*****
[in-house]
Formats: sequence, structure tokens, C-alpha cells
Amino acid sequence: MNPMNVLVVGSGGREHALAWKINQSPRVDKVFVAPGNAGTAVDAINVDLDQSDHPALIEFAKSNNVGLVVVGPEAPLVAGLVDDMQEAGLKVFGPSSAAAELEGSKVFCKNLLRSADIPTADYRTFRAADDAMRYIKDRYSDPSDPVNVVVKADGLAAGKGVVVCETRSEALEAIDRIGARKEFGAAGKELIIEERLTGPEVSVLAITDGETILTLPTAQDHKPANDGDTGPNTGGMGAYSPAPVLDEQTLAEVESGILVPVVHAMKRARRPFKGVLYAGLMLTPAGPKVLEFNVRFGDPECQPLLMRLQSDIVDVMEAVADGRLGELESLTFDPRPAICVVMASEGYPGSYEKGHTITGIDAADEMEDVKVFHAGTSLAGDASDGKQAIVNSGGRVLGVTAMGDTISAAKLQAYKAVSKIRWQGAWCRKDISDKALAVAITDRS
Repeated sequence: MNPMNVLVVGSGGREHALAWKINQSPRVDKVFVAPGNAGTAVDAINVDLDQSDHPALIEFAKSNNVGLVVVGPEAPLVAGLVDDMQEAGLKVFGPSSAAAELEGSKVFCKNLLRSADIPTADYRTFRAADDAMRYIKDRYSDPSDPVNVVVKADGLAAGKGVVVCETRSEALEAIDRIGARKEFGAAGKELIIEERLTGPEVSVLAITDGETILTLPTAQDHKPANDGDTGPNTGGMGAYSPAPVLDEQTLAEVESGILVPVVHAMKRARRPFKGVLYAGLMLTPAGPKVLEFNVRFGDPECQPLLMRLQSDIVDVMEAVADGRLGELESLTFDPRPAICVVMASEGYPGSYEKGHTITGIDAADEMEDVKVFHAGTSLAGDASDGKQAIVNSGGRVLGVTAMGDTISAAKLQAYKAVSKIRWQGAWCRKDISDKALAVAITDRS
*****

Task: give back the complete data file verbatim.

[in-house]
Formats: sequence, structure tokens, C-alpha cells
Amino acid sequence: MNPMNVLVVGSGGREHALAWKINQSPRVDKVFVAPGNAGTAVDAINVDLDQSDHPALIEFAKSNNVGLVVVGPEAPLVAGLVDDMQEAGLKVFGPSSAAAELEGSKVFCKNLLRSADIPTADYRTFRAADDAMRYIKDRYSDPSDPVNVVVKADGLAAGKGVVVCETRSEALEAIDRIGARKEFGAAGKELIIEERLTGPEVSVLAITDGETILTLPTAQDHKPANDGDTGPNTGGMGAYSPAPVLDEQTLAEVESGILVPVVHAMKRARRPFKGVLYAGLMLTPAGPKVLEFNVRFGDPECQPLLMRLQSDIVDVMEAVADGRLGELESLTFDPRPAICVVMASEGYPGSYEKGHTITGIDAADEMEDVKVFHAGTSLAGDASDGKQAIVNSGGRVLGVTAMGDTISAAKLQAYKAVSKIRWQGAWCRKDISDKALAVAITDRS
Repeated sequence: MNPMNVLVVGSGGREHALAWKINQSPRVDKVFVAPGNAGTAVDAINVDLDQSDHPALIEFAKSNNVGLVVVGPEAPLVAGLVDDMQEAGLKVFGPSSAAAELEGSKVFCKNLLRSADIPTADYRTFRAADDAMRYIKDRYSDPSDPVNVVVKADGLAAGKGVVVCETRSEALEAIDRIGARKEFGAAGKELIIEERLTGPEVSVLAITDGETILTLPTAQDHKPANDGDTGPNTGGMGAYSPAPVLDEQTLAEVESGILVPVVHAMKRARRPFKGVLYAGLMLTPAGPKVLEFNVRFGDPECQPLLMRLQSDIVDVMEAVADGRLGELESLTFDPRPAICVVMASEGYPGSYEKGHTITGIDAADEMEDVKVFHAGTSLAGDASDGKQAIVNSGGRVLGVTAMGDTISAAKLQAYKAVSKIRWQGAWCRKDISDKALAVAITDRS